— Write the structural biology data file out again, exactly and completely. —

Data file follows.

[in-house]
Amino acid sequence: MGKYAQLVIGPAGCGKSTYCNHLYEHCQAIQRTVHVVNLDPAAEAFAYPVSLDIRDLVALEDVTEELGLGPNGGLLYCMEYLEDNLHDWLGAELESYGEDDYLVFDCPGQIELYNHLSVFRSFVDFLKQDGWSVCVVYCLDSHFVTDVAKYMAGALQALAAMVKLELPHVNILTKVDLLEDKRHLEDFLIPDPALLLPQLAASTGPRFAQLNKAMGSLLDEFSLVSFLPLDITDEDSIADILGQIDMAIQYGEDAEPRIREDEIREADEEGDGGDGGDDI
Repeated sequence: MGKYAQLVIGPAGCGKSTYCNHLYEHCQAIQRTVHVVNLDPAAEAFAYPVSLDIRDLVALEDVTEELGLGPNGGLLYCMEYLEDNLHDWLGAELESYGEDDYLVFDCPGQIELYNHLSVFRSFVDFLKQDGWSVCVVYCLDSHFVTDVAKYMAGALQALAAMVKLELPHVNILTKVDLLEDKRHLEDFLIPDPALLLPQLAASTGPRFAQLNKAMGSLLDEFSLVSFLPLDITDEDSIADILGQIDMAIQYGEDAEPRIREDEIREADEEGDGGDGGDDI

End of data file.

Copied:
[in-house]
Amino acid sequence: MGKYAQLVIGPAGCGKSTYCNHLYEHCQAIQRTVHVVNLDPAAEAFAYPVSLDIRDLVALEDVTEELGLGPNGGLLYCMEYLEDNLHDWLGAELESYGEDDYLVFDCPGQIELYNHLSVFRSFVDFLKQDGWSVCVVYCLDSHFVTDVAKYMAGALQALAAMVKLELPHVNILTKVDLLEDKRHLEDFLIPDPALLLPQLAASTGPRFAQLNKAMGSLLDEFSLVSFLPLDITDEDSIADILGQIDMAIQYGEDAEPRIREDEIREADEEGDGGDGGDDI
Repeated sequence: MGKYAQLVIGPAGCGKSTYCNHLYEHCQAIQRTVHVVNLDPAAEAFAYPVSLDIRDLVALEDVTEELGLGPNGGLLYCMEYLEDNLHDWLGAELESYGEDDYLVFDCPGQIELYNHLSVFRSFVDFLKQDGWSVCVVYCLDSHFVTDVAKYMAGALQALAAMVKLELPHVNILTKVDLLEDKRHLEDFLIPDPALLLPQLAASTGPRFAQLNKAMGSLLDEFSLVSFLPLDITDEDSIADILGQIDMAIQYGEDAEPRIREDEIREADEEGDGGDGGDDI